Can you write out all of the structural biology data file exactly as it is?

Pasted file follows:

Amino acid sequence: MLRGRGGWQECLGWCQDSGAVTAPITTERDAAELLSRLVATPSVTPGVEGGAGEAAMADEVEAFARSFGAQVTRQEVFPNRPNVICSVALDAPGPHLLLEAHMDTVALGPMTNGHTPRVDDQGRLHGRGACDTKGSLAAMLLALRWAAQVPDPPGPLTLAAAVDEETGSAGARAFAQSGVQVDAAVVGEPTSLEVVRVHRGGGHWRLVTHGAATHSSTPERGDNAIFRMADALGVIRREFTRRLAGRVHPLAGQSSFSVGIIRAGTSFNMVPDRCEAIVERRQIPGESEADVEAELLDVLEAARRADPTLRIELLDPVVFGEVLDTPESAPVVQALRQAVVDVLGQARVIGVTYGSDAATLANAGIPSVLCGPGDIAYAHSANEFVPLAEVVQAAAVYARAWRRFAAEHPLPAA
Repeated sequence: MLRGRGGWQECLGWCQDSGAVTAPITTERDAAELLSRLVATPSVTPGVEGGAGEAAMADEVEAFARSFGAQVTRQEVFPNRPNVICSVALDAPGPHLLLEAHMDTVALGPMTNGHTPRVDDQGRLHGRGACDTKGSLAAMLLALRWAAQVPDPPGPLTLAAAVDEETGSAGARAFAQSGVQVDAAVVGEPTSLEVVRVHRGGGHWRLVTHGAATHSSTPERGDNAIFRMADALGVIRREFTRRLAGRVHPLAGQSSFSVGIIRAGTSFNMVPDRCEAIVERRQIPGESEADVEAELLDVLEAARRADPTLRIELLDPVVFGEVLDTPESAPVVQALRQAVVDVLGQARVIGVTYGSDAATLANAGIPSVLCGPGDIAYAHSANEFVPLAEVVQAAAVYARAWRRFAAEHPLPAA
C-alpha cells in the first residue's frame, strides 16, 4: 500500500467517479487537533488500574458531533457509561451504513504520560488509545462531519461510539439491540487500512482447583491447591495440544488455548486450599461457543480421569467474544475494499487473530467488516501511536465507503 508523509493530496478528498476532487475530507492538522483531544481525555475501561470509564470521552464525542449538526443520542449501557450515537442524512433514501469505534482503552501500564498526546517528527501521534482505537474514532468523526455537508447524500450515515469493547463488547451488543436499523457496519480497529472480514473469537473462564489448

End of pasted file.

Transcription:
Amino acid sequence: MLRGRGGWQECLGWCQDSGAVTAPITTERDAAELLSRLVATPSVTPGVEGGAGEAAMADEVEAFARSFGAQVTRQEVFPNRPNVICSVALDAPGPHLLLEAHMDTVALGPMTNGHTPRVDDQGRLHGRGACDTKGSLAAMLLALRWAAQVPDPPGPLTLAAAVDEETGSAGARAFAQSGVQVDAAVVGEPTSLEVVRVHRGGGHWRLVTHGAATHSSTPERGDNAIFRMADALGVIRREFTRRLAGRVHPLAGQSSFSVGIIRAGTSFNMVPDRCEAIVERRQIPGESEADVEAELLDVLEAARRADPTLRIELLDPVVFGEVLDTPESAPVVQALRQAVVDVLGQARVIGVTYGSDAATLANAGIPSVLCGPGDIAYAHSANEFVPLAEVVQAAAVYARAWRRFAAEHPLPAA
Repeated sequence: MLRGRGGWQECLGWCQDSGAVTAPITTERDAAELLSRLVATPSVTPGVEGGAGEAAMADEVEAFARSFGAQVTRQEVFPNRPNVICSVALDAPGPHLLLEAHMDTVALGPMTNGHTPRVDDQGRLHGRGACDTKGSLAAMLLALRWAAQVPDPPGPLTLAAAVDEETGSAGARAFAQSGVQVDAAVVGEPTSLEVVRVHRGGGHWRLVTHGAATHSSTPERGDNAIFRMADALGVIRREFTRRLAGRVHPLAGQSSFSVGIIRAGTSFNMVPDRCEAIVERRQIPGESEADVEAELLDVLEAARRADPTLRIELLDPVVFGEVLDTPESAPVVQALRQAVVDVLGQARVIGVTYGSDAATLANAGIPSVLCGPGDIAYAHSANEFVPLAEVVQAAAVYARAWRRFAAEHPLPAA
C-alpha cells in the first residue's frame, strides 16, 4: 500500500467517479487537533488500574458531533457509561451504513504520560488509545462531519461510539439491540487500512482447583491447591495440544488455548486450599461457543480421569467474544475494499487473530467488516501511536465507503 508523509493530496478528498476532487475530507492538522483531544481525555475501561470509564470521552464525542449538526443520542449501557450515537442524512433514501469505534482503552501500564498526546517528527501521534482505537474514532468523526455537508447524500450515515469493547463488547451488543436499523457496519480497529472480514473469537473462564489448